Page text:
But there are the qualities that are more difficult to quantify, the ones beneath the surface that people don’t always see.

Being a teacher takes a lot of patience. There are moments when I lose the will to live when I have to repeat something over and over again because someone just doesn’t get it. But when you manage to get through even one person who’s been struggling for so long, it feels like more of an achievement than when you teach a class of twenty intelligent people.

Being a teacher requires a lot of compassion. We all learn in different ways, some struggle more than others. I have always felt an affinity for those who need more support than the rest of their peers, for those who feel like they’ll always be a failure no matter what they do. As a teacher, I want them to believe in themselves because, even when I’ve hated my students, I’ve always believed in their potential.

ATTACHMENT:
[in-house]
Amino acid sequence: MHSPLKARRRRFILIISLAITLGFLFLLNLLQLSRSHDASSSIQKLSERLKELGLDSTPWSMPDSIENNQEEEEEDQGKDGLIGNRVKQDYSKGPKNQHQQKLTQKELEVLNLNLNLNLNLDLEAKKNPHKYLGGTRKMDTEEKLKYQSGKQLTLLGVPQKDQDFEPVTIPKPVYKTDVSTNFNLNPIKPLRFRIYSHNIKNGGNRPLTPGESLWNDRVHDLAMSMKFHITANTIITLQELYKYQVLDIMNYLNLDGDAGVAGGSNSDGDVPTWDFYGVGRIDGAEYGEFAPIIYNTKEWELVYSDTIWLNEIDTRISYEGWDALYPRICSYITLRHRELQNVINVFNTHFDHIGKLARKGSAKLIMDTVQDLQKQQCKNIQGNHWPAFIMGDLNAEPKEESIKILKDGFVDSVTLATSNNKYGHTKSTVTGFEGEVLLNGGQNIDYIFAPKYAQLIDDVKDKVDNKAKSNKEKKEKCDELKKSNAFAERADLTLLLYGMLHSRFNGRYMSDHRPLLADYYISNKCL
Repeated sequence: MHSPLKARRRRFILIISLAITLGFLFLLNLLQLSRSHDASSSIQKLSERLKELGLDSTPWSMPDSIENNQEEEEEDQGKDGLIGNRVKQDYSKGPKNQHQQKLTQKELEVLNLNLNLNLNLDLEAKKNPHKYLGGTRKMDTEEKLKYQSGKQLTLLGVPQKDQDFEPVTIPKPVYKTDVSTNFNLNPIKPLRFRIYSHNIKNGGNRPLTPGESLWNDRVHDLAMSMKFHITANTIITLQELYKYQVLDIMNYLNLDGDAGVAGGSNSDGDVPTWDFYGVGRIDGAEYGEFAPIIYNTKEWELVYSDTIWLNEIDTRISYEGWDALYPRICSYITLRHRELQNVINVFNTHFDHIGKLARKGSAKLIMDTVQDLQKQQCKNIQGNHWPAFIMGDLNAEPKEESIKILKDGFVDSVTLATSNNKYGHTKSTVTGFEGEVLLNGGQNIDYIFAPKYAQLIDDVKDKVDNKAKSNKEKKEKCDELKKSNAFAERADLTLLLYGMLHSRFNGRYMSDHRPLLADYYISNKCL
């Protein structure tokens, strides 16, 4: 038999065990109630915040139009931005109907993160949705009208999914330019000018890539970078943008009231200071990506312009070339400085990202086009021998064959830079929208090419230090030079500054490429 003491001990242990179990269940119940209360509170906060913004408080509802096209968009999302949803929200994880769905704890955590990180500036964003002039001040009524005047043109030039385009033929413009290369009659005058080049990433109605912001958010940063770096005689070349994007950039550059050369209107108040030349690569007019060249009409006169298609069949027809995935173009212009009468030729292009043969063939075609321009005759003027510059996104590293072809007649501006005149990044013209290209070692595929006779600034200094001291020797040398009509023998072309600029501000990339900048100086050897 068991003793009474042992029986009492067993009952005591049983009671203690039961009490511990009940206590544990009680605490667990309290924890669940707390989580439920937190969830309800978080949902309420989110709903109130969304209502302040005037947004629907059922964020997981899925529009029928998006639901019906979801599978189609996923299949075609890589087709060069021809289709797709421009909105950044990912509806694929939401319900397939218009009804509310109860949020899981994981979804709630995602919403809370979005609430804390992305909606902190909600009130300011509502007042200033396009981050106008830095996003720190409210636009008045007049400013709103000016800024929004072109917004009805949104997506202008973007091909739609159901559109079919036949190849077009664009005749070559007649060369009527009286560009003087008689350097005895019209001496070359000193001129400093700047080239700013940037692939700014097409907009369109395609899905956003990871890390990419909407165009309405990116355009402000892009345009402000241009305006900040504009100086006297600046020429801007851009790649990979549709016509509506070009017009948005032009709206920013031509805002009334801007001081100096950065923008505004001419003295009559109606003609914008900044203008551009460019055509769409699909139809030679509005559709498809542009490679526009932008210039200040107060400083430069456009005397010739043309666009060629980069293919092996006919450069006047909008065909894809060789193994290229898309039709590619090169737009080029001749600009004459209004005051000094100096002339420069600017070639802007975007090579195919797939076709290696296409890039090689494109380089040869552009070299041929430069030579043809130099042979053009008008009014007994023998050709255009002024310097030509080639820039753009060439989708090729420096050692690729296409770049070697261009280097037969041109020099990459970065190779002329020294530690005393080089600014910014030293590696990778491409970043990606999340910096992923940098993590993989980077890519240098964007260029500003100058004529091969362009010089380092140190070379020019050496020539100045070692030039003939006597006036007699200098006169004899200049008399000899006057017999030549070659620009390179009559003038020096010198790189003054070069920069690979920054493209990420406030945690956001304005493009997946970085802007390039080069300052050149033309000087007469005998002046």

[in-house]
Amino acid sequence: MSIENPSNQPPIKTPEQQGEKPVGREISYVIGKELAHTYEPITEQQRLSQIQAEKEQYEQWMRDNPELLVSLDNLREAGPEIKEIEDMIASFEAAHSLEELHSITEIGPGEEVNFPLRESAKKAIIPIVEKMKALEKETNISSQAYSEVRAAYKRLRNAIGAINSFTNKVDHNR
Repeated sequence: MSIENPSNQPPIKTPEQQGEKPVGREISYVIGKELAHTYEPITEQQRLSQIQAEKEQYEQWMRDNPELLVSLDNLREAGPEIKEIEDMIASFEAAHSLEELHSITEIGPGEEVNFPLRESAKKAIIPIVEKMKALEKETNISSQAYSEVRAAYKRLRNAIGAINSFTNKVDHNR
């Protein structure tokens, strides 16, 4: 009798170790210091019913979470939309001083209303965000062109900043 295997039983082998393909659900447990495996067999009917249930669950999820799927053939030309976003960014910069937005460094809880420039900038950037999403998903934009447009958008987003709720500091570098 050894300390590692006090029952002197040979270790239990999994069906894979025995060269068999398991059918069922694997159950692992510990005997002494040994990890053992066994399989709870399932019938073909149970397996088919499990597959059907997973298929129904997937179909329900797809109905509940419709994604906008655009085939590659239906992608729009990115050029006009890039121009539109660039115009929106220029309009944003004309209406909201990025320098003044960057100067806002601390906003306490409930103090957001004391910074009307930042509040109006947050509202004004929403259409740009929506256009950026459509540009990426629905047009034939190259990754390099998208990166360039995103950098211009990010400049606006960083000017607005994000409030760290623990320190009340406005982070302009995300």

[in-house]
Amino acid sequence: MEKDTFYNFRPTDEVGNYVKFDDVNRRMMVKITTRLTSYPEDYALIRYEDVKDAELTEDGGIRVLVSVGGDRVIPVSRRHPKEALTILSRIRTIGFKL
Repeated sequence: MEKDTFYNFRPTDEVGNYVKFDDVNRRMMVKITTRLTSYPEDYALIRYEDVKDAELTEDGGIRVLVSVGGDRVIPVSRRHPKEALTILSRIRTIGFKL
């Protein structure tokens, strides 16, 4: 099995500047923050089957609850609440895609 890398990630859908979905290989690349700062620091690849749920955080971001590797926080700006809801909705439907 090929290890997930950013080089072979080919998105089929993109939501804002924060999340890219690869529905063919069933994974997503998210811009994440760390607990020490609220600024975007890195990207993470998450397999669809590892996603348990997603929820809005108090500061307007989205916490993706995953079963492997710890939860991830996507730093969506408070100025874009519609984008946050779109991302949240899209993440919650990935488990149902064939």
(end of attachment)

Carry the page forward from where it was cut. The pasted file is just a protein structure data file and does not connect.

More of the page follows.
Students and learners just need a little push, for someone to tell them to keep going no matter how many times they have to go to the dean’s office to submit a promissory letter because they’ve once again managed to acquire only the bare minimum grade required to pass a subject. It doesn’t matter. What matters is they did pass.

They need someone who won’t give up on them even when they’ve given up on themselves. I don’t know whether I’ve achieved this or not in the course of my career, but its something that I will continue to aim to do as an educator.

Being  teacher requires courage. I don’t know about my colleagues, but I always feel like I’m putting so much of myself on display whenever I have to get up in front of a class or group of people to present something. I feel intensely vulnerable, and I feel like everyone’s cataloguing all my faults and waiting for me to slip up so they can pounce and take advantage of my moment of weakness.

It takes strength and bravery to put yourself out there, and we do it each and every time because we believe in the payoff. We believe that its worth it. 

This week, our hospital is trying to introduce a new system of care planning as part of our new electronic health records system. The NANDA, or nursing diagnoses, is something that we’ve always taught and drilled into our Velez College students from the time they first step into the wards and care for patients. We have them do it every time they’re on shift; they do an extensive one at the beginning of the month as part of their OPTs and again at the end of the month when they have to do a case study.